Scope creep can quickly eat up the entire budget of a project, not to mention your time, if it’s not stopped.
However, many freelancers don’t take the necessary measures to avoid scope creep.
Tuts+ has put together an amazing article that goes into great detail about stopping scope creep.
One very simple and straightforward way is to put it in your estimate.
“3. Include Scope Expansion in Your Estimate
One simple way to manage scope creep is to plan for some of it. It’s common enough that every creative will have to deal with it at some stage. As Andres Max, UX consultant and founder of Ideaware, notes:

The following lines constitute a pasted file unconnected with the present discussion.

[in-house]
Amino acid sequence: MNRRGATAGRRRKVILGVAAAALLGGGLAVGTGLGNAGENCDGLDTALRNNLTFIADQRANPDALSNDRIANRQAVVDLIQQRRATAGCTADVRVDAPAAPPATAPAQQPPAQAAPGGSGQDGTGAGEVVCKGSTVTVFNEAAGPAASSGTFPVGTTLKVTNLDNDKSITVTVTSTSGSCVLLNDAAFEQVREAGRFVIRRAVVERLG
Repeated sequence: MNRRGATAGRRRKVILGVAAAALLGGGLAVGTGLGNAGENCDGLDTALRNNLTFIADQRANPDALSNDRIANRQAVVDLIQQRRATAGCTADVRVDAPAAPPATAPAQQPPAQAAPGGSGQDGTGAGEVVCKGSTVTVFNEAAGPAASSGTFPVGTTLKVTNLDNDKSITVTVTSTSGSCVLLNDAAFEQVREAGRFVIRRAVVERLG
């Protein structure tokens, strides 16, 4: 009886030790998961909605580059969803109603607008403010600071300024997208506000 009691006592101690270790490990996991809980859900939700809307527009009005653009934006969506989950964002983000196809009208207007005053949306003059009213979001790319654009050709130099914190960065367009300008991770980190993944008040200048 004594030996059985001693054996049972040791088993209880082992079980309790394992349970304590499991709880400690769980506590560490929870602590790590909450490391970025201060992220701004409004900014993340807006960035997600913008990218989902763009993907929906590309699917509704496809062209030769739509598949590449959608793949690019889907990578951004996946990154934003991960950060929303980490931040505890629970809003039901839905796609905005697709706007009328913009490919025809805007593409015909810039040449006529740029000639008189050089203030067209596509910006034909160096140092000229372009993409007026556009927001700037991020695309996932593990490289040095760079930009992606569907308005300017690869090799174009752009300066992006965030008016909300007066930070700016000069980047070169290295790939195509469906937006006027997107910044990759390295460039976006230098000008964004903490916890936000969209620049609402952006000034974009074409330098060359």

In my experience, scope creep has been a part of over 80% of the projects I’ve worked with. It’s one of the biggest enemies of keeping a project on time and within budget.
Rosie Brown, former freelance photographer and current creative project manager at a PR/design firm, recommends this method:
We always mentally include an additional design step. A client may have a small budget and think he or she won’t need anything revised — “I trust your designs,” he’ll say. But, everyone has a vision and two cents, so just account for it in your pricing and in your schedule and allow for feedback. The best case scenario is that the client will truly be happy with your first (or scoped) design and have no edits, and you can pleasantly surprise him with a lower invoice.””
Read the full article at Tuts+.